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King pays his respects to Royal Relics, makes merit for Father

HIS MAJESTY King Maha Vajiralongkorn yesterday presided over a royal merit-making ceremony for the Royal Relics of his father, His Majesty the late King Bhumibol Adulyadej, at Dusit Maha Prasat Throne Hall in the Grand Palace.

Arriving at 5.30pm, the King was accompanied by Royal Family members including his daughters HRH Princess Bajrakitiyabha and HRH Sirivannavari Nariratana.

Also at the ceremony were several other members of the Royal Family, including the current monarch’s sisters HRH Princess Maha Chakri Sirindhorn and Princess Ubolratana Rajakanya.

The ceremony started with the King paying respects to the Royal Relics of the Chakri Dynasty’s late monarchs and royal family members, and lastly to the Royal Relics of King Rama IX.

The King paid his respects to statues of the Buddha in front of the late King’s Royal Relics.

Before praying for the late monarch, the King presented royal fans made especially for this event to the Supreme Patriarch, His Holiness Ariyavon-gsagatanana, and to 30 other venerable monks from royal temples throughout the country.

Then, led by the Supreme Patriarch, the 30 monks chanted a prayer. Somdej Maha Bodhiwongsajarn, the abbot of Ratchaorotsaram Temple, gave a sermon.

After the monks’ prayer, the King gave them flowers, drinks, robes and lamps.

Following the Royal Cremation on Thursday, the event was the penultimate royal event of the five days of ceremonies, which will conclude today with the fifth and sixth processions taking place at The Grand Palace.

In the morning at 10.30am, HM the King Rama X will lead the fifth procession which will transfer the Royal Relics from Dusit Maha Prasat Throne Hall to be enshrined in the Heavenly Abode in Chakri Maha Prasat Throne Hall, where the Royal Relics of the late monarchs of the Chakri Dynasty are placed.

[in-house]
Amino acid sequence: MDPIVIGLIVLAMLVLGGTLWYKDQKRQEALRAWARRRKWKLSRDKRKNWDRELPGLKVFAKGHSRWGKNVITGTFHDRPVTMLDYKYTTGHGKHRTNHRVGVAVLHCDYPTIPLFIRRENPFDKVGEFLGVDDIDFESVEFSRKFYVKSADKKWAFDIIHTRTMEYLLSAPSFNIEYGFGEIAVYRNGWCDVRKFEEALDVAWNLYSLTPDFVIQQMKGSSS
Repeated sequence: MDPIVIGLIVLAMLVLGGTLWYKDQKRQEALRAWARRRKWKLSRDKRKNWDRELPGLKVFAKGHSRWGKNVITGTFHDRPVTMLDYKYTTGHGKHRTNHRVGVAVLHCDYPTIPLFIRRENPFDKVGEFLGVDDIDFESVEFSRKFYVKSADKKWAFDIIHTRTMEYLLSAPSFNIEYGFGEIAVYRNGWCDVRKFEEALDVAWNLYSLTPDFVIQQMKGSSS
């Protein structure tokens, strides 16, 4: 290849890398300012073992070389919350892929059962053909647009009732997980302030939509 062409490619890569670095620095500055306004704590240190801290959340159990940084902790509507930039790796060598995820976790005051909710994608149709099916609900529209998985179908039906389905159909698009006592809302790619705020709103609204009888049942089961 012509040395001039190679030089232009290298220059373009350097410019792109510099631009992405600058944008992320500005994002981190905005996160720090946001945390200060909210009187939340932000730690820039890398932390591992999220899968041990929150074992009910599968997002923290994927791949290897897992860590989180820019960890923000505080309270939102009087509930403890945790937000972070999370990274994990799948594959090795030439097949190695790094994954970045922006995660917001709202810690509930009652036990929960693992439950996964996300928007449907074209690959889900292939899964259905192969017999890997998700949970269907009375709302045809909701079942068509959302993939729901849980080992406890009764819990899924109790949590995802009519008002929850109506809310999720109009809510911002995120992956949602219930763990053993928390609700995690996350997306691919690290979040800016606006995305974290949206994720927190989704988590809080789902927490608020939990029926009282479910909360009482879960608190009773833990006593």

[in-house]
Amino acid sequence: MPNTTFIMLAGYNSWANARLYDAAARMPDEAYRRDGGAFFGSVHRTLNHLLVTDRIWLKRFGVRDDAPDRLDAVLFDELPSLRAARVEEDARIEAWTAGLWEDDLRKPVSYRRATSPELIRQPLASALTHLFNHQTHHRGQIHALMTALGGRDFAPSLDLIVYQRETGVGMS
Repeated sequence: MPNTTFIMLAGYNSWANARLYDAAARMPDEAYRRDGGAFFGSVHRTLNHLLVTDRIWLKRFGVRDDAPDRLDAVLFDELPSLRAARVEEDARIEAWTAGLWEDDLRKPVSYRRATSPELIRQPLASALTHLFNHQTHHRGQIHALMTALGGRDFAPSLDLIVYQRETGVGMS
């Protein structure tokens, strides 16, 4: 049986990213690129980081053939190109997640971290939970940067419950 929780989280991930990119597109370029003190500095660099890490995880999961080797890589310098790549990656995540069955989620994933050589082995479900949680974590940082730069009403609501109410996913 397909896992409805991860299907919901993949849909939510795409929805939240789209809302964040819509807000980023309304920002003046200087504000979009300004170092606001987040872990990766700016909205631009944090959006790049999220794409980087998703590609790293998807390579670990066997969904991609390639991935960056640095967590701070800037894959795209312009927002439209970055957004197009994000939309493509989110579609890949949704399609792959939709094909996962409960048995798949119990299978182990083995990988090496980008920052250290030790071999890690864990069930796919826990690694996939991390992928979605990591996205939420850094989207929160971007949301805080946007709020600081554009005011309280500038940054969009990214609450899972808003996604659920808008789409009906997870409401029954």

Later today, at 5.30pm, HRH Sirivannavari Nariratana will lead the 77-Cavalry Procession to transfer the Royal Ashes which will be enshrined at two royal temples, Wat Ratchabophit and Wat Bovoranives.

Meanwhile, Government Spokesman Lt-General Sansern Kaewkamnerd said yesterday that the mourning period for the passing of His Majesty the late King would end after today’s ceremonies.

Sansern said the official end of the mourning period had been agreed upon by the Cabinet and that people would not be required to wear colourful clothes tomorrow, despite rumours to that effect on social media.

The spokesman also denied that the government had instructed the Prachuap Khiri Khan governor to tell residents to wear yellow tomorrow.

No instruction on clothing had been given, the spokesman added.

In Bangkok, areas around the Royal Cremation grounds have returned to normal after the funeral was completed on Friday.

Most roads that were closed during the ceremony have reopened to traffic.

The Royal Cremation grounds at Sanam Luang, however, remain restricted. Mourners wishing to get inside to pay respects to the late King are required to present their identification cards as well as wear proper mourning attire. Normal life has largely resumed for pedestrians and commuters in the area, although security officers will stand guard until the official completion of the mourning period.

Meanwhile, in his national address on Friday, Prime Minister Prayut Chan-o-cha urged all Thais to remember the late King Bhumibol as the symbol of national unity and compassion while contributing to the “unfinished business” of sustainable development as initiated by the late monarch.

The premier, who shed tears during the Royal Cremation on Thursday, also thanked everyone who played a key role in ensuring that the grand ceremony went ahead smoothly – especially the volunteers who provided free services including food, motorbike taxi rides, garbage collection, cleaning and care services for the elderly and disabled.

During the 70-year reign of King Bhumibol, more than 4,600 projects were initiated nationwide to improve the well-being of Thais in rural and poverty-stricken areas, earning the late King the title of one of the country’s greatest “developer” kings, especially in areas of water-resource management, agriculture, soil management and environmental protection.

King Bhumibol is also internationally recognised for his royal initiatives on sufficiency economy as exemplified in many of his development projects.

The Sunday Nation

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